The stories she tells here with asha bandele help us to understand why her approach to organizing and movement building has captured the imaginations of so many. 

Her story emphasizes the productive intersection of personal experiences and political resistance. The pivotal story of her brother’s repeated encounters with violence-prone police officers, for example, permits us to better understand how state violence thrives at the intersection of race and disability. That Monte—Patrisse’s brother—is shot with rubber bullets and charged with terrorism as a routine police response to a manic episode reveals how readily the charge of terrorism is deployed within white supremacist institutions.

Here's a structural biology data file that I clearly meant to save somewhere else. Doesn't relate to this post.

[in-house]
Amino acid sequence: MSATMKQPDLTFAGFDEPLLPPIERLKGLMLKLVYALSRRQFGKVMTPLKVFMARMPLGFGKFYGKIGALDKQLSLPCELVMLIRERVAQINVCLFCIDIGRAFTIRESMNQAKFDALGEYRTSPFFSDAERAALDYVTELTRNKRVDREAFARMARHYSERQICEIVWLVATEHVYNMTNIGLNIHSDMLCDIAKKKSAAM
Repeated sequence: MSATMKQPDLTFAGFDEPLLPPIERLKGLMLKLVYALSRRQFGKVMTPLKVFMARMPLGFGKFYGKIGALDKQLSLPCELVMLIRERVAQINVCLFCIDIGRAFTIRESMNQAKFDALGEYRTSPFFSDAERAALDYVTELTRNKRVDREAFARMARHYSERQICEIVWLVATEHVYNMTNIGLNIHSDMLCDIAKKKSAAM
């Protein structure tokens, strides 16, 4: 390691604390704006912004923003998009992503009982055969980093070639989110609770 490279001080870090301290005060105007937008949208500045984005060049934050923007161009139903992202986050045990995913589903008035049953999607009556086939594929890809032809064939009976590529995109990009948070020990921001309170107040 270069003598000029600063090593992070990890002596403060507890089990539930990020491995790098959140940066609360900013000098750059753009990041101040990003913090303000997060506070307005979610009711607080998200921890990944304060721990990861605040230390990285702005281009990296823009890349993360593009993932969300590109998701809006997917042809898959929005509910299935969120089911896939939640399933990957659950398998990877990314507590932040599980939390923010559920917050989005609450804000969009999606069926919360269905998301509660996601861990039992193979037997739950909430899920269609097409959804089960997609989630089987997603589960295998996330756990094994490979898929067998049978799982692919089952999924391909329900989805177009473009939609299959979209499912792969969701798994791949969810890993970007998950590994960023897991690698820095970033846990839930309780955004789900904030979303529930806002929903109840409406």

We learn not only about the quotidian nature of state violence but also about how art and activism can transform such tragic confrontations into catalysts for greater collective consciousness and more effective resistance.

Khan-Cullors, Patrisse. When They Call You a Terrorist (pp. xi-xii). St. Martin's Press. Kindle Edition.

You can learn more by clicking here.

Tuesday, May 21, 2019

Do you believe in hell?

"I read in the Times the other day that no one believes in hell anymore - the premise being that its existence is contingent on consensus. Now won't the devil be surprised."
Linda McCullough Moore, An Episode Of Grace, p.34

Saturday, January 26, 2019

Book - Why Religion by Elaine Pagels